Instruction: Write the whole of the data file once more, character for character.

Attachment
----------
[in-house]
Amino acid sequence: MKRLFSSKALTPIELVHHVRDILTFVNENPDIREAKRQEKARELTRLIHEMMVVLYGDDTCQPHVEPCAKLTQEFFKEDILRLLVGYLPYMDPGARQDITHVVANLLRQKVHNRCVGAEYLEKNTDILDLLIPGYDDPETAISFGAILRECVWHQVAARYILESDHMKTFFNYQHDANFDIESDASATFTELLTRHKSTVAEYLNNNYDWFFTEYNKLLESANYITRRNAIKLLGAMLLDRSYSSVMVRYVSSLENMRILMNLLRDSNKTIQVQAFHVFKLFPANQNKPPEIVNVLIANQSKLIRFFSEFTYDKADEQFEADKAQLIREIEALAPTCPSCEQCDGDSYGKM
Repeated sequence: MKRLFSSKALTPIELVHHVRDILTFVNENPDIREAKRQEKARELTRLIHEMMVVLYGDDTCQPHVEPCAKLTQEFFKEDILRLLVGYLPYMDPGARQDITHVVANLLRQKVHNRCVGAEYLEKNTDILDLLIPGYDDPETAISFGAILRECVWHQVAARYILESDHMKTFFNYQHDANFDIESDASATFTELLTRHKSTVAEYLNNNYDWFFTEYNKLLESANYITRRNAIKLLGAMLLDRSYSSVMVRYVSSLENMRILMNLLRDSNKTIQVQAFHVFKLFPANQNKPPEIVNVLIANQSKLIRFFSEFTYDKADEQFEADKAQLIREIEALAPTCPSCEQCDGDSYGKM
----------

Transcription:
[in-house]
Amino acid sequence: MKRLFSSKALTPIELVHHVRDILTFVNENPDIREAKRQEKARELTRLIHEMMVVLYGDDTCQPHVEPCAKLTQEFFKEDILRLLVGYLPYMDPGARQDITHVVANLLRQKVHNRCVGAEYLEKNTDILDLLIPGYDDPETAISFGAILRECVWHQVAARYILESDHMKTFFNYQHDANFDIESDASATFTELLTRHKSTVAEYLNNNYDWFFTEYNKLLESANYITRRNAIKLLGAMLLDRSYSSVMVRYVSSLENMRILMNLLRDSNKTIQVQAFHVFKLFPANQNKPPEIVNVLIANQSKLIRFFSEFTYDKADEQFEADKAQLIREIEALAPTCPSCEQCDGDSYGKM
Repeated sequence: MKRLFSSKALTPIELVHHVRDILTFVNENPDIREAKRQEKARELTRLIHEMMVVLYGDDTCQPHVEPCAKLTQEFFKEDILRLLVGYLPYMDPGARQDITHVVANLLRQKVHNRCVGAEYLEKNTDILDLLIPGYDDPETAISFGAILRECVWHQVAARYILESDHMKTFFNYQHDANFDIESDASATFTELLTRHKSTVAEYLNNNYDWFFTEYNKLLESANYITRRNAIKLLGAMLLDRSYSSVMVRYVSSLENMRILMNLLRDSNKTIQVQAFHVFKLFPANQNKPPEIVNVLIANQSKLIRFFSEFTYDKADEQFEADKAQLIREIEALAPTCPSCEQCDGDSYGKM